I’ve found that if I make my crust edge fairly thick and robust, it cooks slower. But I do keep an eye on the pie in the last 20 minutes, and pull it when the crust is nicely browned, but not overdone.

      In the case of something like a pumpkin pie where pulling it out too soon makes for uncooked filling (yuck!) , you can prevent burning by putting a thin strip of foil around the whole edge of the pie to shelter the crust from the heat of the element. Cooking at a slightly lower temp may be necessary too, as ovens do vary in their temperatures.

      Hope that helps!

  6. Mary-I loved your post, and I need a nap, too, because: today I canned 7 jars of peaches, made homemade bread, made homemade beef stew, and helped a daughter finish packing and sent her off to college. I then deep cleaned her bedroom and the bathroom to keep myself from mourning her departure. Gonna take things easier today!

    • Oh Jenni! I feel for you! It is so hard to send a child off to college!! I found that once I survived the first month, it got easier, but still, it is tough….

  7. I have your book but haven’t tried the crust yet! don’t have coconut oil and i hate the taste of coconut, but I’ll try the original tonight – we have apples and the power is FINALLY back on so I’ll add apple pie to my plan for lasagna – we have all been absolutely craving a home cooked meal for days and with my fridge/freezer shiny clean and stocked late last night with the basics, I’m ready to serve my family some a good meal!

  8. Anyone want to try some really FUN recipes: find the ones that are fair food on a stick. They are so much fun to make and the kids really get a kick out of it. We just made key lime pie on a stick and at brithday party next weekend going to have the kids make swedish meatballs on a stick.

  9. I have tried your piecrust and it is great, I will have to give the coconut oil a try. I love to be able to make a pie or quiche on a weeknight without having to make a big production of flour flying everywhere! Thanks!

  10. Oh, an easy pie crust recipe is a gift. One made with coconut oil is heaven sent! YEA! I will try this next week with freshly ground whole wheat and will let you know how it goes.

    Have you ever considered grinding your own wheat? It’s so good for you and the breads (ww and corn) are sooooo yummy!

  11. I made your pie crust (so easy!) this week, using coconut oil and gluten-free flour blend. It was wonderful! The coconut oil added a wonderful flavor, but I couldn’t really identify distinctly coconut. I’m thinking that those who don’t like coconut will still enjoy cooking with coconut oil. For those who need to be gluten-free, the trick is to bake the pie crust (about 15 min at 400) prior to adding the filling. I used fresh peaches, seasoned with 1/2 the sugar called for, cinnamon, nutmeg, g-f flour, and butter – yum!) I saved some of the mixture to use as a crumb topping. Best pie of the season! I baked it outside in my big turkey roaster in order to avoid heating up my kitchen; worked perfect!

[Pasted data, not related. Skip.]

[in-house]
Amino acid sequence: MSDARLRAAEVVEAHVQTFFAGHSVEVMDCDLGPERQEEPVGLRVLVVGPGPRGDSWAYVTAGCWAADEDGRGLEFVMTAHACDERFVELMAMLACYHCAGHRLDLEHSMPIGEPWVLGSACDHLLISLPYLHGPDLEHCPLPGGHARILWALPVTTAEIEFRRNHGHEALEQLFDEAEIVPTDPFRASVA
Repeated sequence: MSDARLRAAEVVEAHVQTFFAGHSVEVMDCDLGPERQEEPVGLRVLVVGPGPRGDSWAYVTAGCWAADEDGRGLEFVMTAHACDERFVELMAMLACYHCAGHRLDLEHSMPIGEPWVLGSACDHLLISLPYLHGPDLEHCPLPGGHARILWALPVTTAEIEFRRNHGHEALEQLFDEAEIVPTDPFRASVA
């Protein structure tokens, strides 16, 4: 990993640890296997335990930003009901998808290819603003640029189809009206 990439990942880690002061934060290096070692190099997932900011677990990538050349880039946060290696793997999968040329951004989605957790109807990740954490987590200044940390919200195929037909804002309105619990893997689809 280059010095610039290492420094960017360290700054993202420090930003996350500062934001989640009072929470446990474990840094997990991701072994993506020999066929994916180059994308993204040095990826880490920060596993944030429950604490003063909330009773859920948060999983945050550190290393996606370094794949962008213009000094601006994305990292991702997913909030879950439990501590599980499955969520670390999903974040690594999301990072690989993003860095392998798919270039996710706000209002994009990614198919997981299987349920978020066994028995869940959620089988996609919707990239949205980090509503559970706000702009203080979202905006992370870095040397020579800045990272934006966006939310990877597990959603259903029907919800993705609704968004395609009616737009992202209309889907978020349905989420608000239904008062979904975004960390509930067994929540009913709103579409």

12. I’ve been loving coconut oil for a few years now. First, it was just for diy beauty things, but then I started doing some nutrition research and the only oils in my kitchen now are olive, coconut and peanut for high heat frying. I use coconut in place of shortening everywhere. The (new) rap against it can be that it makes things taste like cocnut that shouldn’t. But there are several brands that are totally tasteless. The last time I bought some I kinda forgot about that aspect of it and came home with a jar that smells like bain de soleil! Ooops! So I was wondering what do I use all this coconutty tasting oil in! I had a pound cake recipe this past weekend that called for shortening and coconut flavoring (it’s Beth Moore’s recipe – if you haven’t made it you absolutely need to give it a whirl! There is no better recipe for pound cake imo!). At any rate, I did the two birds/one stone thing and it was fantastic! The coconut oil gave it a texture unlike anything else and the coconut flavor was perfect!

    I’m anxious to try your push-in pie crust recipe! I’ll look it up in the book! :-)

  13. that’s the same pie crust recipe i’ve used for years. i am so grateful to my friend that shared it. makes pie baking so much easier! i’m making an apple pie tomorrow :)

  14. Mary,
    Do you freeze your pies cooked or not cooked? Do you thaw and bake?
    Thanks,
    Caroline
    mom to 8

  15. Good thing you’ve tried to substitute your regular oil with coconut oil instead. It is indeed healthier than the usual oils we use for cooking. I personally testify the benefits of coconut oil because my mom had been using this for a long time now especially when she’s cooking our meals.